A Better Keychain

My first step in a better every day carry was my key chain. Here’s how I applied my two questions to my key chain. My first question is what do I need? The answer seemed pretty obvious. A key chain. I have to carry a key chain because I have several keys I need every day. I began thinking about what I needed, how to solve that need and if anything needed to change to do so.

Because need does not supersede want and they often are the same thing. I decided I wanted a key chain that was much less heavy and bulky in my pocket. Unfortunately huge keychains with lanyards were fashionable where I grew up and a lot of men and women my age still carry them. That was not the case with me, but I still had a lot of unnecessary junk I was carrying around.

I started looking around for ideas.

My dad always had, for as long as I can remember anyway, the best key chain. It has this massive set of key rings with these cool brass quick release things on it that are likely older than me so he could clip on and off the sets of keys he needed for that day. On his work days he might have fifty keys, but on the weekend he just had his house and car keys. Modular components appeal to me. His are the heavy-duty old school version of these:

He gave me one of his when I was a kid but they never really worked for me and I probably lost it a decade or two ago. I always preferred a carabiner so I could also attach a few small tools. I ended up with this one back in 2014 and really loved it, at least for a while.

I figured out the problem with carabiners is, your keys will slip off somehow. Some have a screw cap that goes over the clip that will prevent this, but they end up being bulky. This particular model seems like it might have some of that worked out, however.

I ended up also carrying around a Gerber Dime pocket knife, which is great, on my key chain but it made it unnecessarily heavy. It is great for the most common knife related task I have, opening boxes, but when a corrections officer asked me if I wanted a real knife I decided it was time for a change. That was embarrassing.

The Better Key Chain For Every Day Carry

I ended up looking a those key ‘organizers’ that make your key chain into a device resembling a pocket knife. The KeyDisk is the one I ended up getting.

It runs about $20 and can hold up to ten keys which. It also has a little bottle opener attachment in it that has a loop on it that I attached my car key and remote fob to. After careful consideration I figured out that I really only need three keys for my daily life and other keys can just be on separate rings hanging in my house or office.

The result is I have way less stuff in my pocket now. The design does not make it awkward to use the keys as I suspected. I would not put a car key inside the device because it can stick straight out from the ignition and in some cars, it may even prevent you from putting your keys in the ignition at all. Many new cars don’t really use keys anymore so this really isn’t a problem.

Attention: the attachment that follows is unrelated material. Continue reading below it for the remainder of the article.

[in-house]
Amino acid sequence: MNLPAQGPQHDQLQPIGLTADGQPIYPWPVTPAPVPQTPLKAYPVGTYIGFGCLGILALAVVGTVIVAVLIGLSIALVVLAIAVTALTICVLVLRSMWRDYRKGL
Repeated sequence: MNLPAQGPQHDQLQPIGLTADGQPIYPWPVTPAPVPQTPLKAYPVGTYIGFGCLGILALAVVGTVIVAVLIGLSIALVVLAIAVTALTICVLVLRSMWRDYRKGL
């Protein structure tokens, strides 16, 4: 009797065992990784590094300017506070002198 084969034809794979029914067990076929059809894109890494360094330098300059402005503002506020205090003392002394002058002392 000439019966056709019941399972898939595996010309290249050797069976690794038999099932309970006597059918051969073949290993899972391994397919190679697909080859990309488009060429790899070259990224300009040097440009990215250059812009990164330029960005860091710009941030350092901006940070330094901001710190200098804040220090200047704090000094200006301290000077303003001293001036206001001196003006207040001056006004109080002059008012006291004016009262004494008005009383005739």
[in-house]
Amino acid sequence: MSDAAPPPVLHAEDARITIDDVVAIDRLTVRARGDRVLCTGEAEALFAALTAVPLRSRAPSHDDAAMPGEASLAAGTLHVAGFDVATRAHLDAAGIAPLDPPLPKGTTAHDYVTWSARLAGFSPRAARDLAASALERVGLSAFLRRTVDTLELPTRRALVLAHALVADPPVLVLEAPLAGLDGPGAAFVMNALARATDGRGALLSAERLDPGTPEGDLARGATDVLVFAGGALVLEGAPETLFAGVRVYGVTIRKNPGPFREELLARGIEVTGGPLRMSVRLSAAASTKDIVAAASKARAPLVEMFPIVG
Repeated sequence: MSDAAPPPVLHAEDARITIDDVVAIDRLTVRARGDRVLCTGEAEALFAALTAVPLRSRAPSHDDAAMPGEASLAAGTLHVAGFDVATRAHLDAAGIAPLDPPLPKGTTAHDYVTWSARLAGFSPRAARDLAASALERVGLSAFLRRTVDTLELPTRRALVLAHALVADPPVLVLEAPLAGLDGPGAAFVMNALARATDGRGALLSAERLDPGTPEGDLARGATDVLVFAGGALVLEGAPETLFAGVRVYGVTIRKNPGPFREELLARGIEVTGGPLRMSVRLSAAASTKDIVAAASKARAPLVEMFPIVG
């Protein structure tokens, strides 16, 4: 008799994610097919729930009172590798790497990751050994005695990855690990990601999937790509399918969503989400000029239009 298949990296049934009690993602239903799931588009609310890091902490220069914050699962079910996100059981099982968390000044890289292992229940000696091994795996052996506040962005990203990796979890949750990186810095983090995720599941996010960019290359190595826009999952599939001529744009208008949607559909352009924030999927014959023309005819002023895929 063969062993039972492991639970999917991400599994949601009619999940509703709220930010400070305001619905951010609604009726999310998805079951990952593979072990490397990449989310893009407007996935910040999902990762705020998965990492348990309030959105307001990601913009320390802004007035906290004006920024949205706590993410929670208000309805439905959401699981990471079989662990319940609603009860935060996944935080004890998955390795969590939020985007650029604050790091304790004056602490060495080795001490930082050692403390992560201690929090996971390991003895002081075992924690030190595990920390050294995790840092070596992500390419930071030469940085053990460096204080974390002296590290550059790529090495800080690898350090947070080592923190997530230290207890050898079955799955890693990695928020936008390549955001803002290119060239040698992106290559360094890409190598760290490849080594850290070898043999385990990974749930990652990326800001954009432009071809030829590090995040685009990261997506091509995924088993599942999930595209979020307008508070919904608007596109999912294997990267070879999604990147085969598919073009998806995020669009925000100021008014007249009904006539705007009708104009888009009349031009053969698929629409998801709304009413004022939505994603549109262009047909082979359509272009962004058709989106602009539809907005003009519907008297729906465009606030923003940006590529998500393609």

The image above shows the blanks with the teeth of the key facing out. I set mine up like this to start with and it seems like a bad idea. There’s no reason I can see that you can’t have the teeth facing inwards to protect both your keys and the stuff in your pocket.

The great thing is, the company that makes these sells other designs so there’s something for everyone. This is the design I almost got but it would have actually made my key chain more bulky than it was before.

This KeyKlip combines the KeyDisk with a carabiner to get the best of both worlds. I don’t have one of these to talk about. I suspect the carabiner would get stuck on pockets a lot though. It does say you can use it as a bottle opener though, and that notch looks like it might have a few uses as well.

I’ve used the regular KeyDisk for about a month now and I really like it. You can click on any of the images above to check them out in detail.

 

 

 

 

The Two Questions of EDC

Whether you’re out in the dry desert of Arizona or, in many people’s view the similar desolation of downtown New York you can find yourself in a crappy situation. What you have on you right then can sometimes mean the difference between easily getting out of that situation or just managing to make it back home. That’s why every day carry is important.

Over the last year or so I’ve looked over a lot of sites are dedicated to the idea of EDC and taken it from ‘the stuff you carry in your pockets every day’ to something a lot more advanced. Honestly, it’s pretty intimidating looking at what a lot of the guys on these blogs and forums carry around. I’ve seen posts where guys in my field carry, no joke, two handguns, at least three pocket knives, and a slew of other survivalist gear in addition to two laptops, a tablet and their IT toolkit (ITS Tactical has a satirical picture of this on one of their articles. You can tell it’s satirical only because of the hand grenade.).  Other posts have a bit more minimalistic approach, wallet, pocket knife, cell phone, and maybe an iPad mini.

Personally? After a year of looking at all the gadgets and stuff I started asking myself questions about what I was doing and what I wanted. I came up with two questions for everything I carry. Call it my every day carry test.

First question is, in no particular order or importance, “What do I need to carry?”